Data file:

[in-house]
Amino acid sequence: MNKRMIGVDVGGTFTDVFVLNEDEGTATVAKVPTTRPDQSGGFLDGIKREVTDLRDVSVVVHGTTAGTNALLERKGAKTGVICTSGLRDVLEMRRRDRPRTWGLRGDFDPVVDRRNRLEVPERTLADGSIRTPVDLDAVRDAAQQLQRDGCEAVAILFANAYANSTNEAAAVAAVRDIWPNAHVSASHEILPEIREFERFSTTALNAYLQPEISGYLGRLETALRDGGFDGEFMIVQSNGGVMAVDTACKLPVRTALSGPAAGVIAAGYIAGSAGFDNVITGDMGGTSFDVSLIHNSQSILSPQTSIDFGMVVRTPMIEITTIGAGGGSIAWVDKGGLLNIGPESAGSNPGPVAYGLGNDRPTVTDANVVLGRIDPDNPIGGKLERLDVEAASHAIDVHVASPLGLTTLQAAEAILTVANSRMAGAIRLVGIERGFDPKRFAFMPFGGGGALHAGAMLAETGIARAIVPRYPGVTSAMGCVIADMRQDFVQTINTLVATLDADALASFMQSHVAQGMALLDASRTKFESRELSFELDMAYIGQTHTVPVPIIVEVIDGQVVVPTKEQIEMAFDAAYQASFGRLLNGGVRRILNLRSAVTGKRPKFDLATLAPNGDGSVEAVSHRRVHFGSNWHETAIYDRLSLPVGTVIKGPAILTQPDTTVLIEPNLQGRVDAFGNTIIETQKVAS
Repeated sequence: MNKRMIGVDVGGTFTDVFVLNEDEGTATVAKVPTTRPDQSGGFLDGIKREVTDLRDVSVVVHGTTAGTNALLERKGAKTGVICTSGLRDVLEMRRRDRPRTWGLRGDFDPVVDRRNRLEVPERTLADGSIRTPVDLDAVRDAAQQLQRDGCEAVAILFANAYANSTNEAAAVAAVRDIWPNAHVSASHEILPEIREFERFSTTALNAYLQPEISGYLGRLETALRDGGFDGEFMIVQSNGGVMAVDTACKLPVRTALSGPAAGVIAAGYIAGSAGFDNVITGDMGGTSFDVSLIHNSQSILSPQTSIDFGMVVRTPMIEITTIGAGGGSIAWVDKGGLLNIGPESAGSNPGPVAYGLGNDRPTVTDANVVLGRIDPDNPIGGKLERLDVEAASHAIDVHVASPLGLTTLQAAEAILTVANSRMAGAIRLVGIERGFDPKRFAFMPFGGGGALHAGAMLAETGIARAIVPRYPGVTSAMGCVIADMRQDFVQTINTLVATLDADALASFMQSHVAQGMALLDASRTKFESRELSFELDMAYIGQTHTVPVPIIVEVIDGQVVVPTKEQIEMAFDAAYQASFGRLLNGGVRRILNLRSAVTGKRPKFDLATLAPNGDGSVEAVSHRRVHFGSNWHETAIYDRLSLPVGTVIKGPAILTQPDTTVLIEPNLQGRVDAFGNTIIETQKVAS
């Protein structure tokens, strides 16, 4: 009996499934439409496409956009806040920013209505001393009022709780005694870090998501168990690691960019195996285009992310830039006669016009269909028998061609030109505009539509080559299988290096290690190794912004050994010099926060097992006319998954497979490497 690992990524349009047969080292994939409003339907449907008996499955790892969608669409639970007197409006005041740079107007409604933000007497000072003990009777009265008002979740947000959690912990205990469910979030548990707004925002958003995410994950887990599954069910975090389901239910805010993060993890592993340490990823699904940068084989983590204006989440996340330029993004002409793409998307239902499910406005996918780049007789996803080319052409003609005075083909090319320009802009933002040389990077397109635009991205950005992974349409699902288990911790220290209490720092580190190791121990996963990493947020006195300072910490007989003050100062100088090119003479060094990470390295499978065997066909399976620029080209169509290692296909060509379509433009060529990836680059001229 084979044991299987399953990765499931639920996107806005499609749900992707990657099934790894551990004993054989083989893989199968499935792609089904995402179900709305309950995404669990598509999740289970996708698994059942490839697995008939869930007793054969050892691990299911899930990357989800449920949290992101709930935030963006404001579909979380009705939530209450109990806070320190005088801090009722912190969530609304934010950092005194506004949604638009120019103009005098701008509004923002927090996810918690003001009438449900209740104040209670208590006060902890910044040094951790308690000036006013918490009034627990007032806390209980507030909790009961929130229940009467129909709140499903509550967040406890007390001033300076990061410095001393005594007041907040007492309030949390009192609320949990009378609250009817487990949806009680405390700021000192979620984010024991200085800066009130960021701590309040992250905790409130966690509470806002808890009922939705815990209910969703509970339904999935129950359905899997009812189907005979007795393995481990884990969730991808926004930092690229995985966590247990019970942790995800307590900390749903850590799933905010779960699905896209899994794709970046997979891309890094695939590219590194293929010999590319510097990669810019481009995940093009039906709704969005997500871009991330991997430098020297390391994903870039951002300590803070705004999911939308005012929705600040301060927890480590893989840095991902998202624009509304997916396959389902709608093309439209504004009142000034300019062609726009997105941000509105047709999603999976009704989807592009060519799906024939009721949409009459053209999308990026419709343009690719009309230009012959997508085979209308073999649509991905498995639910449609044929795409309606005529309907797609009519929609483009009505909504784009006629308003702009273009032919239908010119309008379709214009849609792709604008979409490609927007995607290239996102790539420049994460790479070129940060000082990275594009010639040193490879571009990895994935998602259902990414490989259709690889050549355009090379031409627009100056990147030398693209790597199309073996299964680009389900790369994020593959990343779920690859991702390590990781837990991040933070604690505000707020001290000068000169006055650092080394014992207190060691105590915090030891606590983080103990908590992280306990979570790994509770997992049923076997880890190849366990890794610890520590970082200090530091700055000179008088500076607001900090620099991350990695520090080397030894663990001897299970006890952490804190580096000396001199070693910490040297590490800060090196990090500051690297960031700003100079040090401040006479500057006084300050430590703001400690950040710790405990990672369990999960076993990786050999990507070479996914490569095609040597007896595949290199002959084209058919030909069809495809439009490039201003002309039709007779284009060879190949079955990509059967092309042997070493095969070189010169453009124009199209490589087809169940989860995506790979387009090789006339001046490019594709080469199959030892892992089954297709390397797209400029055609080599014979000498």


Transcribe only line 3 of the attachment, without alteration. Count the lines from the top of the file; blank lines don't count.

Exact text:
Repeated sequence: MNKRMIGVDVGGTFTDVFVLNEDEGTATVAKVPTTRPDQSGGFLDGIKREVTDLRDVSVVVHGTTAGTNALLERKGAKTGVICTSGLRDVLEMRRRDRPRTWGLRGDFDPVVDRRNRLEVPERTLADGSIRTPVDLDAVRDAAQQLQRDGCEAVAILFANAYANSTNEAAAVAAVRDIWPNAHVSASHEILPEIREFERFSTTALNAYLQPEISGYLGRLETALRDGGFDGEFMIVQSNGGVMAVDTACKLPVRTALSGPAAGVIAAGYIAGSAGFDNVITGDMGGTSFDVSLIHNSQSILSPQTSIDFGMVVRTPMIEITTIGAGGGSIAWVDKGGLLNIGPESAGSNPGPVAYGLGNDRPTVTDANVVLGRIDPDNPIGGKLERLDVEAASHAIDVHVASPLGLTTLQAAEAILTVANSRMAGAIRLVGIERGFDPKRFAFMPFGGGGALHAGAMLAETGIARAIVPRYPGVTSAMGCVIADMRQDFVQTINTLVATLDADALASFMQSHVAQGMALLDASRTKFESRELSFELDMAYIGQTHTVPVPIIVEVIDGQVVVPTKEQIEMAFDAAYQASFGRLLNGGVRRILNLRSAVTGKRPKFDLATLAPNGDGSVEAVSHRRVHFGSNWHETAIYDRLSLPVGTVIKGPAILTQPDTTVLIEPNLQGRVDAFGNTIIETQKVAS